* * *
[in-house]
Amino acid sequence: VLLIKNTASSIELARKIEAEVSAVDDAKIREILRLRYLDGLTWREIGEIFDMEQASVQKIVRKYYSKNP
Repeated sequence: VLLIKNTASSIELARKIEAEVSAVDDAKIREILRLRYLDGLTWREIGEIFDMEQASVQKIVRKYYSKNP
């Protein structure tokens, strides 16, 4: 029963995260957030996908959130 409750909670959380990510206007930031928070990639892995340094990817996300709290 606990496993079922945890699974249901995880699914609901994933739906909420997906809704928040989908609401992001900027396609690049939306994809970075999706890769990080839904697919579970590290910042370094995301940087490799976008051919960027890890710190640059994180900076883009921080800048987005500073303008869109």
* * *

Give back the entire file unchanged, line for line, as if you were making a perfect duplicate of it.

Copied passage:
[in-house]
Amino acid sequence: VLLIKNTASSIELARKIEAEVSAVDDAKIREILRLRYLDGLTWREIGEIFDMEQASVQKIVRKYYSKNP
Repeated sequence: VLLIKNTASSIELARKIEAEVSAVDDAKIREILRLRYLDGLTWREIGEIFDMEQASVQKIVRKYYSKNP
């Protein structure tokens, strides 16, 4: 029963995260957030996908959130 409750909670959380990510206007930031928070990639892995340094990817996300709290 606990496993079922945890699974249901995880699914609901994933739906909420997906809704928040989908609401992001900027396609690049939306994809970075999706890769990080839904697919579970590290910042370094995301940087490799976008051919960027890890710190640059994180900076883009921080800048987005500073303008869109």